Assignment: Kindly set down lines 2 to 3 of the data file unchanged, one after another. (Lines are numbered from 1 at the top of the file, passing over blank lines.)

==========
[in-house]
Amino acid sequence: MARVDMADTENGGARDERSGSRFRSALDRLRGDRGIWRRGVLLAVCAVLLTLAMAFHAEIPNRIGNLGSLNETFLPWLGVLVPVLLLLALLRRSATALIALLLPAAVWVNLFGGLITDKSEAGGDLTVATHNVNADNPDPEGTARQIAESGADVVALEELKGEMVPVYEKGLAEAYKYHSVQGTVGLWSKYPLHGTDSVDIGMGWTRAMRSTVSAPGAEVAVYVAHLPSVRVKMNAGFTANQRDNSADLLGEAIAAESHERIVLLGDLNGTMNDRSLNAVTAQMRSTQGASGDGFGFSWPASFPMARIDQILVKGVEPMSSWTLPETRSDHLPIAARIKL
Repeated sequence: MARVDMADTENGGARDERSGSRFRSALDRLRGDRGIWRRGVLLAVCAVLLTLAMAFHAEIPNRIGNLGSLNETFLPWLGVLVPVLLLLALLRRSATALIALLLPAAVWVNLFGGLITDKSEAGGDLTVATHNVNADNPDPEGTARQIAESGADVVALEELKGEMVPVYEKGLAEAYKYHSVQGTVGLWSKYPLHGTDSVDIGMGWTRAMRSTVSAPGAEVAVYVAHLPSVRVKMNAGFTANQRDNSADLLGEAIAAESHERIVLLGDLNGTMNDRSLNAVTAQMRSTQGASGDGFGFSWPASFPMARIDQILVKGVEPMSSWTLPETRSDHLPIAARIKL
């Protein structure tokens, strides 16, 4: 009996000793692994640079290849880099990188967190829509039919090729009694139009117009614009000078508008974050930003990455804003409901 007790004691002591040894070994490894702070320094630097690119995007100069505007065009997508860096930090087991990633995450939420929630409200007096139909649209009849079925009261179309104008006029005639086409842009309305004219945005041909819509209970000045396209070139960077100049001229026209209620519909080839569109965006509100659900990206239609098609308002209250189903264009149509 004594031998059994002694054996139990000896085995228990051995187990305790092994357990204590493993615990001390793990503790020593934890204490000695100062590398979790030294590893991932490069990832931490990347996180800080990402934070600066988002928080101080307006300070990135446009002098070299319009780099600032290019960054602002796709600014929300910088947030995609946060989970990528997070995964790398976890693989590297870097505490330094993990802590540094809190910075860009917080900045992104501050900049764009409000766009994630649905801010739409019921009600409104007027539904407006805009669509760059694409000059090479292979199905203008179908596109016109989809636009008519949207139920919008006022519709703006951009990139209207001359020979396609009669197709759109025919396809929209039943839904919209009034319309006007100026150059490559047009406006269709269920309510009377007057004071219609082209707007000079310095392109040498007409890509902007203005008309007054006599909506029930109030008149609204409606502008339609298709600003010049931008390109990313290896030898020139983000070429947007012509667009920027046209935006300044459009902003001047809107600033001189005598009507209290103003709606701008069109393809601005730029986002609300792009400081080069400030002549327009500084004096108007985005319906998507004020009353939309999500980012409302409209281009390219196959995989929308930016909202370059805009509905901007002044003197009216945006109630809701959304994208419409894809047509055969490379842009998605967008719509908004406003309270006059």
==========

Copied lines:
Amino acid sequence: MARVDMADTENGGARDERSGSRFRSALDRLRGDRGIWRRGVLLAVCAVLLTLAMAFHAEIPNRIGNLGSLNETFLPWLGVLVPVLLLLALLRRSATALIALLLPAAVWVNLFGGLITDKSEAGGDLTVATHNVNADNPDPEGTARQIAESGADVVALEELKGEMVPVYEKGLAEAYKYHSVQGTVGLWSKYPLHGTDSVDIGMGWTRAMRSTVSAPGAEVAVYVAHLPSVRVKMNAGFTANQRDNSADLLGEAIAAESHERIVLLGDLNGTMNDRSLNAVTAQMRSTQGASGDGFGFSWPASFPMARIDQILVKGVEPMSSWTLPETRSDHLPIAARIKL
Repeated sequence: MARVDMADTENGGARDERSGSRFRSALDRLRGDRGIWRRGVLLAVCAVLLTLAMAFHAEIPNRIGNLGSLNETFLPWLGVLVPVLLLLALLRRSATALIALLLPAAVWVNLFGGLITDKSEAGGDLTVATHNVNADNPDPEGTARQIAESGADVVALEELKGEMVPVYEKGLAEAYKYHSVQGTVGLWSKYPLHGTDSVDIGMGWTRAMRSTVSAPGAEVAVYVAHLPSVRVKMNAGFTANQRDNSADLLGEAIAAESHERIVLLGDLNGTMNDRSLNAVTAQMRSTQGASGDGFGFSWPASFPMARIDQILVKGVEPMSSWTLPETRSDHLPIAARIKL